12 FOR OUR 12TH
DESTINY PALMER WORK ON VIEW IN:
STITCH: SYNTAX / ACTION / REACTION
NEW ART CENTER
61 WASHINGTON PARK NEWTON, MASSACHUSETTS
THROUGH MARCH 24
#SAYHERNAME: WATCH US WERK
VANDERMOOT GALLERY UNIVERSITY HALL 1815 MASSACHUSETTS AVENUE
MARCH 20 THROUGH APRIL 21
FOR MORE INFORMATION: DESTINYPALMER.COM
by Donna Dodson
Destiny Palmer is a rare artist-teacher. She is someone who loves working with young artists on the cusp of discovering their identities. Boston is lucky to have seen so much of her.
Palmer graduated from the Massachusetts College of Art and Design in 2010. After graduation, she taught at Boston Arts Academy for several years while developing her studio practice. In 2015, unhappy with her artwork, Palmer decided to enroll in graduate school at Tyler School of Art at Temple University in Philadelphia to gain a deeper understanding of her art. To learn why she makes her work, she went back to basics and restricted herself to drawing for the first semester. In her second semester, she eased back into painting and added fabric to her compositions. Textiles became her color palette. “My ancestors picked cotton so that I can paint on it,” she noted.
Palmer’s great-great-great-grand-mother and three kids were given to someone as a wedding gift. For her, Palmer created a fainting room — akin to the private rooms of the Victorian era that were often used to treat female hysteria — for, Palmer said, “if anyone deserved one, my ancestor surely did.” Palmer started thinking about class and interior décor for her thesis show, “Gained and Gathered,” which opened in the spring of 2017 at the Tyler School of Art. She reworked some of the pieces and brought the show to the Massachusetts College of Art and Design in the fall of 2017 with a new title, “Clenched.”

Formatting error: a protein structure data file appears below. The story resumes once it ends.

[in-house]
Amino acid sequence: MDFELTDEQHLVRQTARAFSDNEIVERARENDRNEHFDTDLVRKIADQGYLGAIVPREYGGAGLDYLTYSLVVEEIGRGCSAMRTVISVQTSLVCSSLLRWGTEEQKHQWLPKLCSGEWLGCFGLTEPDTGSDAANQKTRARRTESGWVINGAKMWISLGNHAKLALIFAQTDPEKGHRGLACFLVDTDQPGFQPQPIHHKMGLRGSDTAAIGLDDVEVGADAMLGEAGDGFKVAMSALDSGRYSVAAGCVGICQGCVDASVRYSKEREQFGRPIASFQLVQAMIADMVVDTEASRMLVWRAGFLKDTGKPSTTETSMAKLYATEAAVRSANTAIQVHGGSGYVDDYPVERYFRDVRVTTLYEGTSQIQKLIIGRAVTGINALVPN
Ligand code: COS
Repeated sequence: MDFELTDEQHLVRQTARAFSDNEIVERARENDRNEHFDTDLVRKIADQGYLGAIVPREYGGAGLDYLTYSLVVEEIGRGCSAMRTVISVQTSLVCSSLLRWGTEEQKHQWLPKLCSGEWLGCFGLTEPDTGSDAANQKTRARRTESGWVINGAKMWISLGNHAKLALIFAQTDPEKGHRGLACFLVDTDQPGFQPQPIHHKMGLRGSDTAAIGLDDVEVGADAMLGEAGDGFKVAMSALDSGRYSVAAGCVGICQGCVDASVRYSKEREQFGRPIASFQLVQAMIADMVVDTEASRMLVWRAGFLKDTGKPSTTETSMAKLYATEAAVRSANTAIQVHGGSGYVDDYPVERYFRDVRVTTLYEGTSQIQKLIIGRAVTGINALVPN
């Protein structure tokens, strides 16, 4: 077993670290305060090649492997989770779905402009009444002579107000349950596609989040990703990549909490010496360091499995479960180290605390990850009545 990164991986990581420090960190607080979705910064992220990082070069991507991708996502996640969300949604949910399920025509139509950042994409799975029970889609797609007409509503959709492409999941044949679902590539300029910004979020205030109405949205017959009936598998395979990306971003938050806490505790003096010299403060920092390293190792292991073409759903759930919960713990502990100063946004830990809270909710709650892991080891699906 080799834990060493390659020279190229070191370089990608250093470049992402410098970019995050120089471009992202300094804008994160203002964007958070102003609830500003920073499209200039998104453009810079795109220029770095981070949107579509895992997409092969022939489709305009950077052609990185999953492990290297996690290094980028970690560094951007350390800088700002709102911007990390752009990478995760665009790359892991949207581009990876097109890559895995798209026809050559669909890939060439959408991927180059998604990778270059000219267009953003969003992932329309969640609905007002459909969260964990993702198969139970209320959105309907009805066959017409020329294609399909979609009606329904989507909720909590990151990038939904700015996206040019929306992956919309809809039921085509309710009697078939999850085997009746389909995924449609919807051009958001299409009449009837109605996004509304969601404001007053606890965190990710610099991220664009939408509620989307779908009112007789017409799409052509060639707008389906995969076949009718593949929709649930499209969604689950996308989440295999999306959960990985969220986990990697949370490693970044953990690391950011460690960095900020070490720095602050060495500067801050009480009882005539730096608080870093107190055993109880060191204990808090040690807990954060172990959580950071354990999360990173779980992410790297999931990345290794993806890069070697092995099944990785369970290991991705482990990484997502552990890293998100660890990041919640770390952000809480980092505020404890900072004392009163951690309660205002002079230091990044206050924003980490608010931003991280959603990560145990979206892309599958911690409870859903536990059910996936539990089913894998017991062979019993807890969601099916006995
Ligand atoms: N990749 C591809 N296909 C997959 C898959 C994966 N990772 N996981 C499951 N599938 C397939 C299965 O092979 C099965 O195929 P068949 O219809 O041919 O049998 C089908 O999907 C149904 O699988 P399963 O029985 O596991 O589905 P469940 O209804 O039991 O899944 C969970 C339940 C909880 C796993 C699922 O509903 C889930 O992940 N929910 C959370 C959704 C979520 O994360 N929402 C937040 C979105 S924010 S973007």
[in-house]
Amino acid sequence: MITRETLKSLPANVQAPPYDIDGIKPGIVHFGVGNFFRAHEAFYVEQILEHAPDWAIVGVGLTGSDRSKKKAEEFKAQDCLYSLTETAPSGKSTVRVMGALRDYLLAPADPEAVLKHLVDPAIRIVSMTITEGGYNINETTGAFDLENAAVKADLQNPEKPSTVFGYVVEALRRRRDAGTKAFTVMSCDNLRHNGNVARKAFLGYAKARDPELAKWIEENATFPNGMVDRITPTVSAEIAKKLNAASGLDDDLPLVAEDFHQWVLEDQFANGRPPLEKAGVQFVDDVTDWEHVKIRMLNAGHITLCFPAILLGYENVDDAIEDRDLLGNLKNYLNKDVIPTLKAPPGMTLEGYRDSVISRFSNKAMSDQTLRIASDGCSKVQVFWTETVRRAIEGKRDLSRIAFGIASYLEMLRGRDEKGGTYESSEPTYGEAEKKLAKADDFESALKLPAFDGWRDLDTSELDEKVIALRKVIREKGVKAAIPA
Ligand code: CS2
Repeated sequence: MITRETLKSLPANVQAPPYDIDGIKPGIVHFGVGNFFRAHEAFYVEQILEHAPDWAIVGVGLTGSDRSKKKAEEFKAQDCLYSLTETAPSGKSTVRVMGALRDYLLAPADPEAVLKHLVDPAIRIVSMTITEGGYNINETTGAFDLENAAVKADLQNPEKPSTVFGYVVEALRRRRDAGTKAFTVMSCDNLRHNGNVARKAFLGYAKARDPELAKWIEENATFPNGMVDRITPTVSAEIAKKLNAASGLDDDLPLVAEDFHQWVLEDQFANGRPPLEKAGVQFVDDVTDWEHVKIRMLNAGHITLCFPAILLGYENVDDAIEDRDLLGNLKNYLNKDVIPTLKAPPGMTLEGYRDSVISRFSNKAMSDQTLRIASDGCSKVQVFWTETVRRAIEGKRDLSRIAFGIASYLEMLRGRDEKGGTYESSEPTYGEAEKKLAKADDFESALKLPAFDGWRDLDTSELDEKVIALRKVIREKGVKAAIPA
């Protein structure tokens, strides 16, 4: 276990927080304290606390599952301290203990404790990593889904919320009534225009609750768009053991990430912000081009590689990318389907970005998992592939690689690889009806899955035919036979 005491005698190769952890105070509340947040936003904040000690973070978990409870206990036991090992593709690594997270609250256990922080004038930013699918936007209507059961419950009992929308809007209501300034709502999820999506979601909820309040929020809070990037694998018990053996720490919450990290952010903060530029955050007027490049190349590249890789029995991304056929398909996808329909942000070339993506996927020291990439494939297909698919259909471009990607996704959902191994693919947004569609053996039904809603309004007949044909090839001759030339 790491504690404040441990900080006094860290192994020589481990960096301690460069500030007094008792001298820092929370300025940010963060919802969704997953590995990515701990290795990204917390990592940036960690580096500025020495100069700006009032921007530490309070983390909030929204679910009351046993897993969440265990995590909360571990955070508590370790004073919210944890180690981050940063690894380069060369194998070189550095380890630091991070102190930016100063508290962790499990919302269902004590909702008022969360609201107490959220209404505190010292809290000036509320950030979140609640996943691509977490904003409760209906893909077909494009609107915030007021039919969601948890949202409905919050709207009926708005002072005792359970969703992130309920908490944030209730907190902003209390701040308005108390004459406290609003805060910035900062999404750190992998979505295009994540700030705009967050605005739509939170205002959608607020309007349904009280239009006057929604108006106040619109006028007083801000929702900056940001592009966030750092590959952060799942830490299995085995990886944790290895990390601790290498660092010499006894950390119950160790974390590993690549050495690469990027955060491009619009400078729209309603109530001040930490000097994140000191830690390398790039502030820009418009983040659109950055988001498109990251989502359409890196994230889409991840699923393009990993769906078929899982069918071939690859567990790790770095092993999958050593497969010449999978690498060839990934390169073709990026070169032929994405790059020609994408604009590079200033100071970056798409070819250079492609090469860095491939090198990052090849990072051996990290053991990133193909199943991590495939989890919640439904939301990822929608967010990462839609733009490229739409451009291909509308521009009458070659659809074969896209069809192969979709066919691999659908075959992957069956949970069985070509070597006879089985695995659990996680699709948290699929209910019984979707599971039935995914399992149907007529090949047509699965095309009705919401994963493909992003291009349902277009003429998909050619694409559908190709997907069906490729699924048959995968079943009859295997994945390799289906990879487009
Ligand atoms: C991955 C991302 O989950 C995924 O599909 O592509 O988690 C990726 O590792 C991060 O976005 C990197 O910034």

Currently teaching three courses at the Massachusetts College of Art and Design, Palmer balances her studio practice with exhibitions and commissions. For Palmer, it is an ideal situation, since research and education inform her practice.
For her current show in the Student Development Office at the Massachusetts College of Art and Design, she created a large-scale wall work out of modular component canvases. Palmer installed the paintings in groups of one, two or three, using corners, bright wall colors and careful placement to fill the space. Interspersed with Palmer’s paintings are her sewn and hand stitched canvases of work gloves. These fabric pieces take on independent shapes and dimensionality that the gestural canvases imply. Drawn with pastels, and then painted with acrylics, the pieces reflect Palmer’s exploration of transparency. The most important aspect of her work is the language of color.